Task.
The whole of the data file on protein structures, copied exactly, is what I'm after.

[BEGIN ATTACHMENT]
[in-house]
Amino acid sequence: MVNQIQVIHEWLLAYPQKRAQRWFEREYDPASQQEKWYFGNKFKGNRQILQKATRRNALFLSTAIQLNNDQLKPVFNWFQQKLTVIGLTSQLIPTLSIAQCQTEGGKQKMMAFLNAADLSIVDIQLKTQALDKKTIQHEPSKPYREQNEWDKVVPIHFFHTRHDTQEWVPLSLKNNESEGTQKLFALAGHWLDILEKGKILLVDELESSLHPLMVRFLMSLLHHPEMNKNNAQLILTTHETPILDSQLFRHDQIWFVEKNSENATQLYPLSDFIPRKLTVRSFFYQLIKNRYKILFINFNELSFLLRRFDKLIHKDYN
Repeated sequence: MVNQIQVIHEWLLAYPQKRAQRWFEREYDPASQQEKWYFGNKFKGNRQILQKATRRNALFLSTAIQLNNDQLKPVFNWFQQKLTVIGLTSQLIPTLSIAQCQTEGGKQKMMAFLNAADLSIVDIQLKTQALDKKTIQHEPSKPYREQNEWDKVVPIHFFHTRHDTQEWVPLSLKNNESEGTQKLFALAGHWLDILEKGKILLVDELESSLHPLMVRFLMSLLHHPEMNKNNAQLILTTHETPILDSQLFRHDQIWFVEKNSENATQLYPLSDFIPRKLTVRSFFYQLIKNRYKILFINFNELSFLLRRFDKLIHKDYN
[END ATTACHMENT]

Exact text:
[in-house]
Amino acid sequence: MVNQIQVIHEWLLAYPQKRAQRWFEREYDPASQQEKWYFGNKFKGNRQILQKATRRNALFLSTAIQLNNDQLKPVFNWFQQKLTVIGLTSQLIPTLSIAQCQTEGGKQKMMAFLNAADLSIVDIQLKTQALDKKTIQHEPSKPYREQNEWDKVVPIHFFHTRHDTQEWVPLSLKNNESEGTQKLFALAGHWLDILEKGKILLVDELESSLHPLMVRFLMSLLHHPEMNKNNAQLILTTHETPILDSQLFRHDQIWFVEKNSENATQLYPLSDFIPRKLTVRSFFYQLIKNRYKILFINFNELSFLLRRFDKLIHKDYN
Repeated sequence: MVNQIQVIHEWLLAYPQKRAQRWFEREYDPASQQEKWYFGNKFKGNRQILQKATRRNALFLSTAIQLNNDQLKPVFNWFQQKLTVIGLTSQLIPTLSIAQCQTEGGKQKMMAFLNAADLSIVDIQLKTQALDKKTIQHEPSKPYREQNEWDKVVPIHFFHTRHDTQEWVPLSLKNNESEGTQKLFALAGHWLDILEKGKILLVDELESSLHPLMVRFLMSLLHHPEMNKNNAQLILTTHETPILDSQLFRHDQIWFVEKNSENATQLYPLSDFIPRKLTVRSFFYQLIKNRYKILFINFNELSFLLRRFDKLIHKDYN